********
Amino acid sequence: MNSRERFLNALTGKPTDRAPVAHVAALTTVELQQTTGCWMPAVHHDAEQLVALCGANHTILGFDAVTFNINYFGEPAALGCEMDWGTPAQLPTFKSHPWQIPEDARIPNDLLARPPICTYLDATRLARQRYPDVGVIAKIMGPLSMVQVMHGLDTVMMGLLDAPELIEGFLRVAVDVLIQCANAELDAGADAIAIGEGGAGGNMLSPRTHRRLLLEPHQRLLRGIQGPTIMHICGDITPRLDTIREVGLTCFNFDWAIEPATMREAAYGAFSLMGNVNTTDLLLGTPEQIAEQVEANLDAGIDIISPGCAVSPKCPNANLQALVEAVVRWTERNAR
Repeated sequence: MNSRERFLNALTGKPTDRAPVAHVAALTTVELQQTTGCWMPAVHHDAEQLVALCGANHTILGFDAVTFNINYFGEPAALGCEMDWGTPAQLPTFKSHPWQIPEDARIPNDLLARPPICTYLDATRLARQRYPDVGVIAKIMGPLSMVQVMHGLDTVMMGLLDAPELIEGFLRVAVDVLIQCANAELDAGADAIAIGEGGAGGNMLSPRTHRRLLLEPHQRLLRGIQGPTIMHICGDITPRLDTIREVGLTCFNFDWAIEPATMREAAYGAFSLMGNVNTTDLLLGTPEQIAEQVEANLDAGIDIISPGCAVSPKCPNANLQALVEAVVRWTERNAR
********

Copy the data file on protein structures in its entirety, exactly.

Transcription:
Amino acid sequence: MNSRERFLNALTGKPTDRAPVAHVAALTTVELQQTTGCWMPAVHHDAEQLVALCGANHTILGFDAVTFNINYFGEPAALGCEMDWGTPAQLPTFKSHPWQIPEDARIPNDLLARPPICTYLDATRLARQRYPDVGVIAKIMGPLSMVQVMHGLDTVMMGLLDAPELIEGFLRVAVDVLIQCANAELDAGADAIAIGEGGAGGNMLSPRTHRRLLLEPHQRLLRGIQGPTIMHICGDITPRLDTIREVGLTCFNFDWAIEPATMREAAYGAFSLMGNVNTTDLLLGTPEQIAEQVEANLDAGIDIISPGCAVSPKCPNANLQALVEAVVRWTERNAR
Repeated sequence: MNSRERFLNALTGKPTDRAPVAHVAALTTVELQQTTGCWMPAVHHDAEQLVALCGANHTILGFDAVTFNINYFGEPAALGCEMDWGTPAQLPTFKSHPWQIPEDARIPNDLLARPPICTYLDATRLARQRYPDVGVIAKIMGPLSMVQVMHGLDTVMMGLLDAPELIEGFLRVAVDVLIQCANAELDAGADAIAIGEGGAGGNMLSPRTHRRLLLEPHQRLLRGIQGPTIMHICGDITPRLDTIREVGLTCFNFDWAIEPATMREAAYGAFSLMGNVNTTDLLLGTPEQIAEQVEANLDAGIDIISPGCAVSPKCPNANLQALVEAVVRWTERNAR